The point I was making wasn't really to do with stereotypes - I was remarking on people's ability to recognize very slight differences between people - not the rather large differences the word stereotype suggests.

There are differences between the genetic profile of Ireland or Wales to England - or to be more accurate Eastern England. Western Scotland has features in common with Ireland, while Eastern Scotland is more similar to Scandanavia & Eastern England.

if you're interested in this type of thing you might want to have a look at Stephen Oppernheimer's The Origins of the British.
 

Odyessus

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The point I was making wasn't really to do with stereotypes - I was remarking on people's ability to recognize very slight differences between people - not the rather large differences the word stereotype suggests.

There are differences between the genetic profile of Ireland or Wales to England - or to be more accurate Eastern England. Western Scotland has features in common with Ireland, while Eastern Scotland is more similar to Scandanavia & Eastern England.

if you're interested in this type of thing you might want to have a look at Stephen Oppernheimer's The Origins of the British.

And for anyone interested in his or her personal ancestry see here:


https://genographic.nationalgeographic.com/genographic/index.html

It costs about €120 including shipping.

Genographic Project - Wikipedia, the free encyclopedia
 

ne0ica

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I get what you're saying, and I'm not suggesting you are fixated with stereotypes. But we are talking about the difference between not European celtic/saxon/scandinavian etc people not between north european and south european latin peoples were there is an obvious difference because of african eastern invasions and counter invasion. I would be hard pressed to tell the difference between an irishman an englishman a scot and a welshman and if you look at the genepool in this region its a right mixup of all 4 (invading soldiers don't keep there dicks in there kilts for long). So french man and english man decent chance of spotting the difference but within the brit isles way too hard.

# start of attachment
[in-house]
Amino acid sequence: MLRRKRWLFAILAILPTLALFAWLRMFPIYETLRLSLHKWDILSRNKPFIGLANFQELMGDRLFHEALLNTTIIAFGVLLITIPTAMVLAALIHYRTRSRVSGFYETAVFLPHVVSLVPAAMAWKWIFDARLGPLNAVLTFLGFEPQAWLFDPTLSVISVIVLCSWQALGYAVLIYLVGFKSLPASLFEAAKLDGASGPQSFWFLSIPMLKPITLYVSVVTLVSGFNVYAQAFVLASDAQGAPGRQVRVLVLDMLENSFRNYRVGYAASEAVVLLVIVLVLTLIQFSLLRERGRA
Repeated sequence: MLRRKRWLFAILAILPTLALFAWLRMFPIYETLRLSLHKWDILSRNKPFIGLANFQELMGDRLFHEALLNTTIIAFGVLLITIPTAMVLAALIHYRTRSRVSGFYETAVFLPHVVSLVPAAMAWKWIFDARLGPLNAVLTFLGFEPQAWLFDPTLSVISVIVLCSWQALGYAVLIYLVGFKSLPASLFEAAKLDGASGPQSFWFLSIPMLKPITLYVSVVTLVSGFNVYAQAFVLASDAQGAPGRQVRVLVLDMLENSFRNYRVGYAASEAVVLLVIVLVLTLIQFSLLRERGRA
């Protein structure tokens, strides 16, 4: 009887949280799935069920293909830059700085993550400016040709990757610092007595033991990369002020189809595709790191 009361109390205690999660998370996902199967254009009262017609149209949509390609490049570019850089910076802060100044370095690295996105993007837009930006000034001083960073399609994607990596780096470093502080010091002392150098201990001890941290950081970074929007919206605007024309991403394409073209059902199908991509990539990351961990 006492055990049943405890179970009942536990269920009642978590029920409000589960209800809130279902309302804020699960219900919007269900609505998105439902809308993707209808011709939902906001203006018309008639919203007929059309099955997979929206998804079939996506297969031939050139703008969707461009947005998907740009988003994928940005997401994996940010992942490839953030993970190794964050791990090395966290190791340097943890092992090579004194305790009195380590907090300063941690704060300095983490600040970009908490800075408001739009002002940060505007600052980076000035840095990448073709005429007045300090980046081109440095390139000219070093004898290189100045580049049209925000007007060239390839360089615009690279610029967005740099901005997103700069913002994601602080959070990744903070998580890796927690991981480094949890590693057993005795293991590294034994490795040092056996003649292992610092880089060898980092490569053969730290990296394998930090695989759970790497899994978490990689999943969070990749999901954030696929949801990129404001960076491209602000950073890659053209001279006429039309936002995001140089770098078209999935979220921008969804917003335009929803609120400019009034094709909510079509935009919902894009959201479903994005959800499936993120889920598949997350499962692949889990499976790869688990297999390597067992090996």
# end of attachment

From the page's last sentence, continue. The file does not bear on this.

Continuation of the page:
Of course you can tell the difference between an Irishman and an Englishman unless your Japanese or something. Have you noticed how you can spot Americans who are Irish American.
 

crip sandwich

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The point I was making wasn't really to do with stereotypes - I was remarking on people's ability to recognize very slight differences between people - not the rather large differences the word stereotype suggests.

There are differences between the genetic profile of Ireland or Wales to England - or to be more accurate Eastern England. Western Scotland has features in common with Ireland, while Eastern Scotland is more similar to Scandanavia & Eastern England.

if you're interested in this type of thing you might want to have a look at Stephen Oppernheimer's The Origins of the British.
I understand that, and I totally understand the different peoples that inhabited these islands and their separate identities and physical features. My point is, that if you can find one "Irishman" one "English man" etc that has even the remotest chance after centuries of inter breeding of retaining these features apart from the others I would be amazed. For example, supposing there is a such thing as an English nose, how long does that nose have to be in ireland before it becomes a universal nose (i know its beginning to sound comical), so if I'm born in modern Ireland 600 years after my grandad brought his nose over from England and I inherit this nose, can you seriously say that I have "english" features.